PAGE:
Patricia Marx Interview: Starting From Happy writer talks about how to draw lingerie and her old German shepherd, Karl.

Patricia Marx Interview: Starting From Happy writer talks about how to draw lingerie and her old German shepherd, Karl.

Patricia Marx Interview: Starting From Happy writer talks about how to draw lingerie and her old German shepherd, Karl.

Interviews with a point.
Aug. 23 2011 1:36 PM

Questions for Patricia Marx

The former Saturday Night Live writer talks about her novel Starting From Happy and how to draw lingerie.

Patricia Marx. Click image to expand.
Patricia Marx

Patricia Marx's second novel, Starting From Happy, is written in short bursts that the comedy writer has christened "chaplettes." Longer than a tweet but shorter than many blog posts, these mini-chapters tell the checkered love story of a deeply bizarre couple named Wally and Imogene. Interspersed with drawings and personal asides ("Patty's seen Imogene's calendar, however, and wants to know: since when does 'get super to change light bulb' constitute being busy?"), Starting From Happy is frequently hilarious and above all, a quick read.

Jessica Grose Jessica Grose

Jessica Grose is a frequent Slate contributor and the author of the novel Sad Desk Salad. Follow her on Twitter.

Marx prides herself on her brevity—she describes herself as "temperamentally terse." The New Yorker contributor talked to Slate about being a late bloomer and getting hooked on coke—Diet Coke, that is—as a writer on Saturday Night Live in the '80s.

Slate: Starting From Happy follows the relationship between the magnificently named Wally Yez and Imogene Gilfeather. Why did you think these "chaplettes" were the best way to tell this personal history?


Patricia Marx: So many reasons. The main reason being I write for the ADD reader. I can't stand to be bored, I'm really sensitive to other people being bored, and I wanted to keep it moving. That's one answer. Another answer is that my last book, Him Her Him Again the End of Him (which is not about transgender), was as introspective and wordy as I can write. I'm temperamentally terse. And so I thought I'd like to do something as far away from that as I can. I thought I'd just be as fast and detached as I can. Also it seemed like it suited this story I was telling, which is a relationship that goes by before you know it, a life that goes by before you know it. Finally, I once read Mrs. Bridge [by Evan S. Connell] when I was young and Speedboatby Renata Adler and thinking: short chapters. If I ever write a novel, maybe I could do that. So I beat them to it, since my writing hardly even qualifies as chapters, I had to come up with a new name.

Slate: I liked the name chaplette. The narrator in your first novel was unnamed. How'd you come up with the wild names for this one? Phone book? Acid trip?

Marx: That's my favorite part about writing. I love coming up with names. It's really too bad I didn't have children because I could have named them, although it would be awful for them, probably. They'd get made fun of.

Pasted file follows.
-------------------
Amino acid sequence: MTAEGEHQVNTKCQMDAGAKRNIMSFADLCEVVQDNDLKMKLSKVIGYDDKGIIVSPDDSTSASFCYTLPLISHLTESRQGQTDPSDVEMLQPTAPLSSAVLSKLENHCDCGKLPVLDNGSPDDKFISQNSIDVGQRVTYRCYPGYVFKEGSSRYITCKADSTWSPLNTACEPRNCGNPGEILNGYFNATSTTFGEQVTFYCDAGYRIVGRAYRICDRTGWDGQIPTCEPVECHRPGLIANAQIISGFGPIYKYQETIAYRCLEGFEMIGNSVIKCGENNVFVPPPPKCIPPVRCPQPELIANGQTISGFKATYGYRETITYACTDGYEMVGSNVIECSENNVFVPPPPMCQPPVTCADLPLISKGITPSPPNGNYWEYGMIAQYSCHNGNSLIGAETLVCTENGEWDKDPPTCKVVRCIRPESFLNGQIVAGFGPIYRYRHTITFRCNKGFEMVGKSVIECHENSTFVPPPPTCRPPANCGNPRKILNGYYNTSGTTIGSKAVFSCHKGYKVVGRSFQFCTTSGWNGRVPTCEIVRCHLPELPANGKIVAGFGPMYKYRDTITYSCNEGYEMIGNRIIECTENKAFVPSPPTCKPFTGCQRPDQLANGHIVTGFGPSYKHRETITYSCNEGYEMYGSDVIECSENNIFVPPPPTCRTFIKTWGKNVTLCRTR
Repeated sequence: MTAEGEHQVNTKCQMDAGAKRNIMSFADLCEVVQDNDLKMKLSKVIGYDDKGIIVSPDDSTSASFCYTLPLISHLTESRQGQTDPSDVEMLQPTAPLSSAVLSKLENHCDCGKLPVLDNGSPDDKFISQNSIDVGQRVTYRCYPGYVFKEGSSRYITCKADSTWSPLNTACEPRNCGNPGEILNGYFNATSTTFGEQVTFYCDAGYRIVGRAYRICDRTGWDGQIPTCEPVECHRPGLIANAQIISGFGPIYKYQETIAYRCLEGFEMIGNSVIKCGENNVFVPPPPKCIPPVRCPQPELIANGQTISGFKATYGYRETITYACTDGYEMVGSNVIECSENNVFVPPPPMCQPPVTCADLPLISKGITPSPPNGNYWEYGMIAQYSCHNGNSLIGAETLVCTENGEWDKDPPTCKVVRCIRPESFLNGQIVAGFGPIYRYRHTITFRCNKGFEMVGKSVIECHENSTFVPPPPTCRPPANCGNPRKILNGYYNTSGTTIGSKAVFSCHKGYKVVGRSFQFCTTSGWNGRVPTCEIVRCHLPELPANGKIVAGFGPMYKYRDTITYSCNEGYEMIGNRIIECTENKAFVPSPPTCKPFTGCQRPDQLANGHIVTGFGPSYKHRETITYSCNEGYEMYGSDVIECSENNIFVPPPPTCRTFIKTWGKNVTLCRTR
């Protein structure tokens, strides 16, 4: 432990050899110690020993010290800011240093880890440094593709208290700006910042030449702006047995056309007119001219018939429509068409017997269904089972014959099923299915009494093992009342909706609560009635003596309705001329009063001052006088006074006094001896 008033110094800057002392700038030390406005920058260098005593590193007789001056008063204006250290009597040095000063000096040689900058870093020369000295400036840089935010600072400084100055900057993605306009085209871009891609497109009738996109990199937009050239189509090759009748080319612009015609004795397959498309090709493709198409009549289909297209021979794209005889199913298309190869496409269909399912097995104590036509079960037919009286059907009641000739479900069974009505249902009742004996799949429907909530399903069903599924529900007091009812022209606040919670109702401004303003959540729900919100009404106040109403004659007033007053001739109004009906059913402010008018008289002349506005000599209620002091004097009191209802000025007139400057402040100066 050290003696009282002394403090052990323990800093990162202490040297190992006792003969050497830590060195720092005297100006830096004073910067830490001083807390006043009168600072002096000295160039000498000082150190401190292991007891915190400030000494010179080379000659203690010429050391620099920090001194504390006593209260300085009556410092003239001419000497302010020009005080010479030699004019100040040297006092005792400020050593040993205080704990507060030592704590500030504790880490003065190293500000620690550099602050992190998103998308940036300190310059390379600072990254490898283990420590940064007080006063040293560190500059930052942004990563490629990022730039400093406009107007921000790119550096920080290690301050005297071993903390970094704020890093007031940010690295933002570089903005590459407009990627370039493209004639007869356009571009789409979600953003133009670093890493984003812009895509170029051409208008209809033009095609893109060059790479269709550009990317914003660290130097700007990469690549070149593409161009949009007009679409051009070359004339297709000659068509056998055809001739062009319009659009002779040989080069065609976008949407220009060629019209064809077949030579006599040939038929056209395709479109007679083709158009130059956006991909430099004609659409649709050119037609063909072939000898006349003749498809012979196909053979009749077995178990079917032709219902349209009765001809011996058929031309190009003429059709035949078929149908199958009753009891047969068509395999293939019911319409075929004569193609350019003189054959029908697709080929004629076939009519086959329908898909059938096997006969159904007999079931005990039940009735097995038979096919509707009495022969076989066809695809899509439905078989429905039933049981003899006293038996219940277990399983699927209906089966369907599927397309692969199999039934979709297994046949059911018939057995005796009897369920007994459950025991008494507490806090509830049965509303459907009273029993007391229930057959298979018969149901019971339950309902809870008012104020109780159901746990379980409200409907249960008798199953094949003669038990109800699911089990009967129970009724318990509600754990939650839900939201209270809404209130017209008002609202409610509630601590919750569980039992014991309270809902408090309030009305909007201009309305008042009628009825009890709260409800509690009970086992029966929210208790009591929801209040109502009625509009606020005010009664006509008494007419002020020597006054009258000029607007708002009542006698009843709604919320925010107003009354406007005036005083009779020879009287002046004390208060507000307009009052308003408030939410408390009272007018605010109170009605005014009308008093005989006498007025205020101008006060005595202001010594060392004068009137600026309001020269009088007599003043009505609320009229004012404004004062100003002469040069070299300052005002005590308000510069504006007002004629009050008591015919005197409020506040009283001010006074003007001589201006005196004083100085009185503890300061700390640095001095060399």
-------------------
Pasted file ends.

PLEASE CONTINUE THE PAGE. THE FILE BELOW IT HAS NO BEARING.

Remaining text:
Slate: Do you have pets? Do they have great names?

Marx: No, I had pets when I was little though. I had a German shepherd named Karl—Karl Marx, get it? And I had a cat that I got when I was around 6, and I named it—get ready for this originality—Tiger. Guess why? It looked like a tiger.

Slate: In an interview you did with Nancy Franklin in The New Yorker a few years back, it sounded like conciseness has always been part of your style. Were you serious when you said that you were influenced by the World Book Encyclopedia?

Marx: I was very serious. It just seems they knew how to organize it—the land and its peoples—and they got the message across, I thought elegantly. I'm a no-words-wasted kind of person.

Slate: That makes sense since you're a comedy writer.

Marx: That is my training. One false word, one extra word, and somebody's thinking about how they have to buy paper towels at the store. Brevity is very important. If you're going to be longwinded, it should be for a purpose. Not just because you like your words.

Slate: What made you decide to make Imogene a lingerie designer?

Marx: I knew who she was, and she was very much not like a lingerie designer. She wasn't playful and she wasn't frivolous. She was covered, as a person, psychologically. So I thought it would be a nice contrast. Plus, I don't know if at that point I had decided I was going to draw, but I thought I could draw rudimentary versions of underwear, so I thought that would be fun. Also, I don't really write about sex very much, so I thought I'd better get sex in somehow. I have a friend of a friend who designs lingerie, and in the back of my mind, I thought, I'll go interview her. But it turns out I'm lazier than the back of my mind and I never did. I just thought, how hard could it be? It has to be kind of straightforward. And we always have the Internet to fall back on for research. I've also seen underwear. In stores.

Slate: In Him Her Him Again the End of Him, the main character is stuck romantically and sexually, and she's a late bloomer. I know that the book is loosely autobiographical—were you a late bloomer as well?

Marx: Very, very late. I haven't even bloomed yet. I attribute it to being short, so you figure you're always treated as younger than you are. Maybe that means I get extra years in my life, or I'll get acne.